US NAVY MUSLIM CHAPLAIN CORPS SLEEVE DEVICE

Nailing down the identity of the first Muslim to serve in the United States Navy is maddeningly difficult, but the presence of Muslims serving in our nation’s military can arguably be traced back to the Revolutionary War. In the annals of that conflict, we find at least six men—Bampett Muhamed, Yusuf Ben Ali (slave name Joseph Benhaley), Salem Poor, Peter Salem (slave name Peter Buckminster), Francis Saba, and Joseph Saba.. Although none of these men are identified specifically as Muslims, the names of Ali, Muhamed, and Saba make it highly unlike that they were Christian.

During the war of 1812, enlistment records reveal three soldiers with Muslim surnames: Jacob Amin, John Hamin, and Bilali Muhammad. Again, there is no explicit statement of their Muslim faith, but the chances of a Christian with the last name of Muhammad are practically nil.

Prior to the outbreak of the Civil War, the United States Army sought out the services of a Muslim named Hajji Ali for a very pragmatic reason: They wanted him to serve as a camel-driver for the U.S. Camel Corps, which Congress funded to the tune of $30,000 in 1855. Ali, a Greek by birth and a citizen of the Ottoman Empire at the time he came to the U.S., was tapped to lead the Camel Corps, which had been created as a means of dealing with the harsh, arid conditions of the American Southwest.

While the Corps made a successful trip from Texas to California and back, numerous issues, including the frightened reactions of other pack animals like donkeys and mules to the presence of the hulking “ships of the desert,” ultimately led to the dissolution of the Corps. Ali, who was nicknamed “Hi Jolly” and later known as Philp Tedro, was discharged in 1870 from his position in the Quartermaster Department of the Army. In all, over 290 soldiers with Muslim last names can be found in the rolls of troop listings of Confederate and Union forces during the Civil War.

The number of soldiers and sailors with last names associated with the Muslim faith dramatically increased during World War I, with recordings indicating more than 5,400 volunteers or conscripts like to come from Islamic backgrounds. The most common last name, Muhammad, had 41 different spellings. War Department records from the time indicate that at least 13,965 Syrian Americans wore the uniform of one branch or another of the U.S. Military; estimates are that between ten to twenty-five percent of that number were Muslim.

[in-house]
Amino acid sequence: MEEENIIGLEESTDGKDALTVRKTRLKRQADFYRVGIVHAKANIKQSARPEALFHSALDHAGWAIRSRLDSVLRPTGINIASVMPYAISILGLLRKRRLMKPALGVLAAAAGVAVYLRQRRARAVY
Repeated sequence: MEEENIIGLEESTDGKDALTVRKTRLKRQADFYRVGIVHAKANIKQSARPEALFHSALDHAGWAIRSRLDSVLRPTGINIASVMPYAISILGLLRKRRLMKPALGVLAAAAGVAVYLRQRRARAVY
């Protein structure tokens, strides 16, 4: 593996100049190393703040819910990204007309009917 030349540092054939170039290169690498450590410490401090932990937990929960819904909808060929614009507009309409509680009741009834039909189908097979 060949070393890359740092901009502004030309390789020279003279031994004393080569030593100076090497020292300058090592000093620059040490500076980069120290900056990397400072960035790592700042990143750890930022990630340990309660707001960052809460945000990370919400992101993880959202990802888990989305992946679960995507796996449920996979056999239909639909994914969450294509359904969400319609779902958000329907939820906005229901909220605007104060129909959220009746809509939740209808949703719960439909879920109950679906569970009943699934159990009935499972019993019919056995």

Of course, there were no Muslim Chaplains in the Navy during World War I, but changes in regulations in 1893 had made it possible for Chaplains to assist clergymen of other churches to perform shipboard services when permitted on board by the Captain. In addition to the removal of the word “Christian” from the regulations, this opened the door for the possibility of religious services for Sailors from non-Christian faiths.

Perhaps the biggest step forward in the recognition of Muslim service in the Navy and other branches came in the early 1950s, when the request of a World War II veteran named Abdullah Igram to have the letter “I” for Islam printed on the ID tags of military personnel was finally granted by the Department of Defense. This marked the first time that Sailors and Soldiers who practiced Islam would be recognized and officially counted as Muslim, making their contributions to our nation’s defense a matter of permanent and undisputed record.
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